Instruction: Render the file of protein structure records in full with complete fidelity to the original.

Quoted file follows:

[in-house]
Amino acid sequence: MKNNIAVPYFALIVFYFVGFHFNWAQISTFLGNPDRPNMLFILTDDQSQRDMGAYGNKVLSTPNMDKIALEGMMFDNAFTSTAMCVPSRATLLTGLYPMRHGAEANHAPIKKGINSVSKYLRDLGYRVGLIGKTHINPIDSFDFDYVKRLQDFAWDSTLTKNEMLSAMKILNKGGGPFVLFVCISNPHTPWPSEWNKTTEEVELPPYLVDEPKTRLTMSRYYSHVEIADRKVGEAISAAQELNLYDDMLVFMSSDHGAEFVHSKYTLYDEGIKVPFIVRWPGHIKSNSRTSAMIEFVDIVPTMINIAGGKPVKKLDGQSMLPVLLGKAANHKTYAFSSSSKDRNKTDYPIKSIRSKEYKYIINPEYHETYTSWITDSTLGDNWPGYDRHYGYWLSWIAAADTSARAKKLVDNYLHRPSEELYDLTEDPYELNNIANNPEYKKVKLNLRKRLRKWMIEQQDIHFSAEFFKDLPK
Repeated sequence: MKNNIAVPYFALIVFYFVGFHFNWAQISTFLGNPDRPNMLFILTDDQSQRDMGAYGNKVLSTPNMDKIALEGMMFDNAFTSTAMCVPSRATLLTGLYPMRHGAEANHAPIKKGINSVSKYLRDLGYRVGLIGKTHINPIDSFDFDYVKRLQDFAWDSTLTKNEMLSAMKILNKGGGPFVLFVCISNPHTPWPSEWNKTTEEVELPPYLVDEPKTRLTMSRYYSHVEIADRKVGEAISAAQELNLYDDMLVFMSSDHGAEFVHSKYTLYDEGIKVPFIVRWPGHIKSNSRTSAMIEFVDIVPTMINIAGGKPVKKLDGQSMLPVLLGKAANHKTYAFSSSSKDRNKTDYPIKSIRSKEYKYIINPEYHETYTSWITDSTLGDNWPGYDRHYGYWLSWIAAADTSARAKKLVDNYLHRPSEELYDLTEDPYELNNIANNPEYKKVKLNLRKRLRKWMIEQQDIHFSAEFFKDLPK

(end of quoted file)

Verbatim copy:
[in-house]
Amino acid sequence: MKNNIAVPYFALIVFYFVGFHFNWAQISTFLGNPDRPNMLFILTDDQSQRDMGAYGNKVLSTPNMDKIALEGMMFDNAFTSTAMCVPSRATLLTGLYPMRHGAEANHAPIKKGINSVSKYLRDLGYRVGLIGKTHINPIDSFDFDYVKRLQDFAWDSTLTKNEMLSAMKILNKGGGPFVLFVCISNPHTPWPSEWNKTTEEVELPPYLVDEPKTRLTMSRYYSHVEIADRKVGEAISAAQELNLYDDMLVFMSSDHGAEFVHSKYTLYDEGIKVPFIVRWPGHIKSNSRTSAMIEFVDIVPTMINIAGGKPVKKLDGQSMLPVLLGKAANHKTYAFSSSSKDRNKTDYPIKSIRSKEYKYIINPEYHETYTSWITDSTLGDNWPGYDRHYGYWLSWIAAADTSARAKKLVDNYLHRPSEELYDLTEDPYELNNIANNPEYKKVKLNLRKRLRKWMIEQQDIHFSAEFFKDLPK
Repeated sequence: MKNNIAVPYFALIVFYFVGFHFNWAQISTFLGNPDRPNMLFILTDDQSQRDMGAYGNKVLSTPNMDKIALEGMMFDNAFTSTAMCVPSRATLLTGLYPMRHGAEANHAPIKKGINSVSKYLRDLGYRVGLIGKTHINPIDSFDFDYVKRLQDFAWDSTLTKNEMLSAMKILNKGGGPFVLFVCISNPHTPWPSEWNKTTEEVELPPYLVDEPKTRLTMSRYYSHVEIADRKVGEAISAAQELNLYDDMLVFMSSDHGAEFVHSKYTLYDEGIKVPFIVRWPGHIKSNSRTSAMIEFVDIVPTMINIAGGKPVKKLDGQSMLPVLLGKAANHKTYAFSSSSKDRNKTDYPIKSIRSKEYKYIINPEYHETYTSWITDSTLGDNWPGYDRHYGYWLSWIAAADTSARAKKLVDNYLHRPSEELYDLTEDPYELNNIANNPEYKKVKLNLRKRLRKWMIEQQDIHFSAEFFKDLPK